Character Matching and the Locke Pocket of Belief
The Lockean thesis of full belief maintains that an individual believes a proposition just when he has a high enough level of confidence. The trouble with the Lockean thesis, according to probabilists like Richard Jeffrey, is that it licenses throwing away perfectly good information. Some proponents of the Lockean thesis—call them Harmonious Lockeans—maintain that reconciling qualitative and quantitative belief will need to occur on Jeffrey’s terms. To this end, Scott Sturgeon has advanced a normative principle for Harmonious Lockeanism called Character Matching, which this essay criticizes through means of a counterexample and, with the help of a model of Henry Kyburg’s, an alternative model for Harmonious Lockean belief that turns the Principle of Character Matching inside out. The upshot is that the character of evidence provides no corresponding normative constraint on the character of belief. A further consequence is that the disposition to fully believe, while dependent on a subject’s practical interests, does not depend upon the total magnitude of the stake put at risk.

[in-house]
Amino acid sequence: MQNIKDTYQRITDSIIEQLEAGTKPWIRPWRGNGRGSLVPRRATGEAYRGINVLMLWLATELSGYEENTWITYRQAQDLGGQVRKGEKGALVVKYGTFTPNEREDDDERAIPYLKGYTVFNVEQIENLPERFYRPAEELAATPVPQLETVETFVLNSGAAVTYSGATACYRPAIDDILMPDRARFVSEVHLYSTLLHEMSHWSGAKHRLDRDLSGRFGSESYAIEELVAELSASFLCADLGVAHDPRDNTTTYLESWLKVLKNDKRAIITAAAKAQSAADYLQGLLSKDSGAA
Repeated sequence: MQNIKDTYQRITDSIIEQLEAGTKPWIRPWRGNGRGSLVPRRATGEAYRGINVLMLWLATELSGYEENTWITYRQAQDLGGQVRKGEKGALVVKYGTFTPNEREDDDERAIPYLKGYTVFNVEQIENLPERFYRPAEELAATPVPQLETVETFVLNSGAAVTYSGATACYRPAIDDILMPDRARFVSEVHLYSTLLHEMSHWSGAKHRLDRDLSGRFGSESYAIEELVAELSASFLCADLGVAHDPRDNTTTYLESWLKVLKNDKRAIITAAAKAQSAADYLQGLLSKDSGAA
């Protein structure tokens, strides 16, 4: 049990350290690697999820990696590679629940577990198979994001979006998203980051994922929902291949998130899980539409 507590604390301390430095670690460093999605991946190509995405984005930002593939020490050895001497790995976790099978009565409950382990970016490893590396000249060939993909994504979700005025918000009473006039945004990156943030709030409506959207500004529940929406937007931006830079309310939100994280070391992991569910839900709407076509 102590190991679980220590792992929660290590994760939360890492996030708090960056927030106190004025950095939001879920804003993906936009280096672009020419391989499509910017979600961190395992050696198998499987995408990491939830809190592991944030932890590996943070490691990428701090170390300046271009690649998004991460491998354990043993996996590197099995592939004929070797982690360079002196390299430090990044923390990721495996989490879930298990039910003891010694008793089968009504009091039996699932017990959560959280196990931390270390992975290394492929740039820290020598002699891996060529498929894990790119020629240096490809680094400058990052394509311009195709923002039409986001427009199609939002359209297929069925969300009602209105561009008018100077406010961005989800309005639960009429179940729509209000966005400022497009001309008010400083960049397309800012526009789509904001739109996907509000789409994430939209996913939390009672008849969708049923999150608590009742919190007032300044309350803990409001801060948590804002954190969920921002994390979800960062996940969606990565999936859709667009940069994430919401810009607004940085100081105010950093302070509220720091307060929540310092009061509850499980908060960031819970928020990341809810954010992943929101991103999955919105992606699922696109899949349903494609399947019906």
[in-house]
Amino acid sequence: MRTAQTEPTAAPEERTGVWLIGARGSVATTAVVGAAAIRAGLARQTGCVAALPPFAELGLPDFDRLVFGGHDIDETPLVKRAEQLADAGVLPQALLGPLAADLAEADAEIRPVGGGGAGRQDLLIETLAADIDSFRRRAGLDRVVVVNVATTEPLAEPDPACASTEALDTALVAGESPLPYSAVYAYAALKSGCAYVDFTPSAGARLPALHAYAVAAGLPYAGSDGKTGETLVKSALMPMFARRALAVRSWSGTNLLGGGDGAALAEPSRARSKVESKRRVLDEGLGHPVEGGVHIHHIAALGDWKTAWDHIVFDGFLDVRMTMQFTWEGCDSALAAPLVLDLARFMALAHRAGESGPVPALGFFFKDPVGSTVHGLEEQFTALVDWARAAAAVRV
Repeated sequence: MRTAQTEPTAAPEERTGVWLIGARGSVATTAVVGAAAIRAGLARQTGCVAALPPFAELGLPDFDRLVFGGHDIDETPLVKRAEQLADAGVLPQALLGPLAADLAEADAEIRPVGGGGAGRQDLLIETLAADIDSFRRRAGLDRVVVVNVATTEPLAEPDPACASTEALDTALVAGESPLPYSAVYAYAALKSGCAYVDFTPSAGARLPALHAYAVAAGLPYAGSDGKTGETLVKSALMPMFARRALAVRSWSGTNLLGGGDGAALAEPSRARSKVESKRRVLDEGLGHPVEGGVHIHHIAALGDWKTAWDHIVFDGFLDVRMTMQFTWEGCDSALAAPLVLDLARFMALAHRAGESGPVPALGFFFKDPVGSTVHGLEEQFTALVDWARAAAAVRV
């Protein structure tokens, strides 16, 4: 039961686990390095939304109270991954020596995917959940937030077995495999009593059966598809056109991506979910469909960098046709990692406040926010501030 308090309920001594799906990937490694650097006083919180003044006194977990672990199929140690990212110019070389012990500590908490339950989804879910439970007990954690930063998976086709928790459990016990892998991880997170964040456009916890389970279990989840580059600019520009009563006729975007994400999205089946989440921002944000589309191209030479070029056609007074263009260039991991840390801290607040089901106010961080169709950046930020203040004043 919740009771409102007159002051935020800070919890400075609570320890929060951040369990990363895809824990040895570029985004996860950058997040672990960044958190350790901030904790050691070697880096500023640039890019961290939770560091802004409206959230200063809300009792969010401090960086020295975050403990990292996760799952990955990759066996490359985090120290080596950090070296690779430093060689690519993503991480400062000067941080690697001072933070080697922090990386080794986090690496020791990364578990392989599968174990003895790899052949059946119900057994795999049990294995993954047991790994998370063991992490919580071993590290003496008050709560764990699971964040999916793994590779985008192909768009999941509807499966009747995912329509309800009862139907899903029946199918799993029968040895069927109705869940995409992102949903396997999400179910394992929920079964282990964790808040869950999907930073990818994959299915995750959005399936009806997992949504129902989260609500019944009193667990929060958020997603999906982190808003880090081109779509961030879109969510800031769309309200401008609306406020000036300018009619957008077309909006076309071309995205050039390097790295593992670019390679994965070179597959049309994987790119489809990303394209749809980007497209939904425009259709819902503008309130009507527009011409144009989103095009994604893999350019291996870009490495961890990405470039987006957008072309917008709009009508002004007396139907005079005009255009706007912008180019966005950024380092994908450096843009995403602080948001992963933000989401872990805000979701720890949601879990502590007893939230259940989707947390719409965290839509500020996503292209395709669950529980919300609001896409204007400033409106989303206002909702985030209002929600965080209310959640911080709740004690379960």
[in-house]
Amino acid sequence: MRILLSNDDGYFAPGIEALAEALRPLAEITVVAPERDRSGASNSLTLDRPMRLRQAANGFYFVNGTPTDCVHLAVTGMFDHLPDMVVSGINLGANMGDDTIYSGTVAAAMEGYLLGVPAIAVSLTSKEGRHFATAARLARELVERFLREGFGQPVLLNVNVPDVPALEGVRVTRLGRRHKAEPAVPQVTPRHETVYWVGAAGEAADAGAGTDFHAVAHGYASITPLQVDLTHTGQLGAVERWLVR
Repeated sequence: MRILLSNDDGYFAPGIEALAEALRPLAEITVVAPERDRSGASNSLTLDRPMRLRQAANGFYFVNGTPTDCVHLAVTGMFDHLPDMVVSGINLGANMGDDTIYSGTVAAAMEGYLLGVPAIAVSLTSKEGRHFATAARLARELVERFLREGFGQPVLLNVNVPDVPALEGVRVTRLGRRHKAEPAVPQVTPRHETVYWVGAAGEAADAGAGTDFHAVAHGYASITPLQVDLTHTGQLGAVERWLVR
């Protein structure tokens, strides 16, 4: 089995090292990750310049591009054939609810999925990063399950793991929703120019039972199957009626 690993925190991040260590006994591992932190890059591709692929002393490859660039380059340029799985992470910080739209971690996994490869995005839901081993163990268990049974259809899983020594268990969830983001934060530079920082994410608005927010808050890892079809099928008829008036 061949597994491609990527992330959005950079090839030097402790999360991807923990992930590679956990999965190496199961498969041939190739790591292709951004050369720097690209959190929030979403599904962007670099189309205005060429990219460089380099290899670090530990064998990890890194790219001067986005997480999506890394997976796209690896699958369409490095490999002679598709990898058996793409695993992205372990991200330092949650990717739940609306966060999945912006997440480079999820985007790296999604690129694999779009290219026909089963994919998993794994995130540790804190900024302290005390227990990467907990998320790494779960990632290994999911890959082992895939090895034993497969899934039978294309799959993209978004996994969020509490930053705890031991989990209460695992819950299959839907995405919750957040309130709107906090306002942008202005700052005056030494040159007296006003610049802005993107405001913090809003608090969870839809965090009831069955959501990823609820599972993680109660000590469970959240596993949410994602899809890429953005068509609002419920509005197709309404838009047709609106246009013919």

KeywordsFull belief Probabilism Character matching Practical interests Risk
This work was supported by award LogiCCC/0001/2007 from the European Science Foundation. A version of this paper was presented at the 2010 APA Pacific Division Meeting in San Francisco. Thanks to Franck Lihoreau, Jonathan Weisberg and Sarah Wright for their comments.
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